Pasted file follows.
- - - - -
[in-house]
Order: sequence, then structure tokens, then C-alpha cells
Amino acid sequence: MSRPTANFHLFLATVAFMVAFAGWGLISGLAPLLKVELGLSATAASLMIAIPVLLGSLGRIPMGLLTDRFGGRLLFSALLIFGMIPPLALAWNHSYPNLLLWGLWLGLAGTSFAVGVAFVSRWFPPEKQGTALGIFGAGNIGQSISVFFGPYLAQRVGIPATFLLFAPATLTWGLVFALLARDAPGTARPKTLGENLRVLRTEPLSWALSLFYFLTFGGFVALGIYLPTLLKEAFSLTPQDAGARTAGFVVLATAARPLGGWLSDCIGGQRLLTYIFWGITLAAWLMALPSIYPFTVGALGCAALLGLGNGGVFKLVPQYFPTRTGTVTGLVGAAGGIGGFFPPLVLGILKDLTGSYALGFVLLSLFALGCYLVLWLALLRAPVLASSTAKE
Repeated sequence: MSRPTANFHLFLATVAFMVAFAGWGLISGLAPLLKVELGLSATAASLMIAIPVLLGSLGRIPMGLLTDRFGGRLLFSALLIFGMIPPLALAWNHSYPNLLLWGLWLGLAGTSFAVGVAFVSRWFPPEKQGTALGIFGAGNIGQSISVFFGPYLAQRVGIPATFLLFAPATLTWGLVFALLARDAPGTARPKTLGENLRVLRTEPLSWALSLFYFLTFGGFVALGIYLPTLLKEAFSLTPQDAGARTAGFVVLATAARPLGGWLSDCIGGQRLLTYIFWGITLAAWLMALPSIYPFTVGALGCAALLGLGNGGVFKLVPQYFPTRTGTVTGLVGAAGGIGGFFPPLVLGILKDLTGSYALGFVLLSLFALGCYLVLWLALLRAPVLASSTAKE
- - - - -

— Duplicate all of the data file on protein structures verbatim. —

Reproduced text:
[in-house]
Order: sequence, then structure tokens, then C-alpha cells
Amino acid sequence: MSRPTANFHLFLATVAFMVAFAGWGLISGLAPLLKVELGLSATAASLMIAIPVLLGSLGRIPMGLLTDRFGGRLLFSALLIFGMIPPLALAWNHSYPNLLLWGLWLGLAGTSFAVGVAFVSRWFPPEKQGTALGIFGAGNIGQSISVFFGPYLAQRVGIPATFLLFAPATLTWGLVFALLARDAPGTARPKTLGENLRVLRTEPLSWALSLFYFLTFGGFVALGIYLPTLLKEAFSLTPQDAGARTAGFVVLATAARPLGGWLSDCIGGQRLLTYIFWGITLAAWLMALPSIYPFTVGALGCAALLGLGNGGVFKLVPQYFPTRTGTVTGLVGAAGGIGGFFPPLVLGILKDLTGSYALGFVLLSLFALGCYLVLWLALLRAPVLASSTAKE
Repeated sequence: MSRPTANFHLFLATVAFMVAFAGWGLISGLAPLLKVELGLSATAASLMIAIPVLLGSLGRIPMGLLTDRFGGRLLFSALLIFGMIPPLALAWNHSYPNLLLWGLWLGLAGTSFAVGVAFVSRWFPPEKQGTALGIFGAGNIGQSISVFFGPYLAQRVGIPATFLLFAPATLTWGLVFALLARDAPGTARPKTLGENLRVLRTEPLSWALSLFYFLTFGGFVALGIYLPTLLKEAFSLTPQDAGARTAGFVVLATAARPLGGWLSDCIGGQRLLTYIFWGITLAAWLMALPSIYPFTVGALGCAALLGLGNGGVFKLVPQYFPTRTGTVTGLVGAAGGIGGFFPPLVLGILKDLTGSYALGFVLLSLFALGCYLVLWLALLRAPVLASSTAKE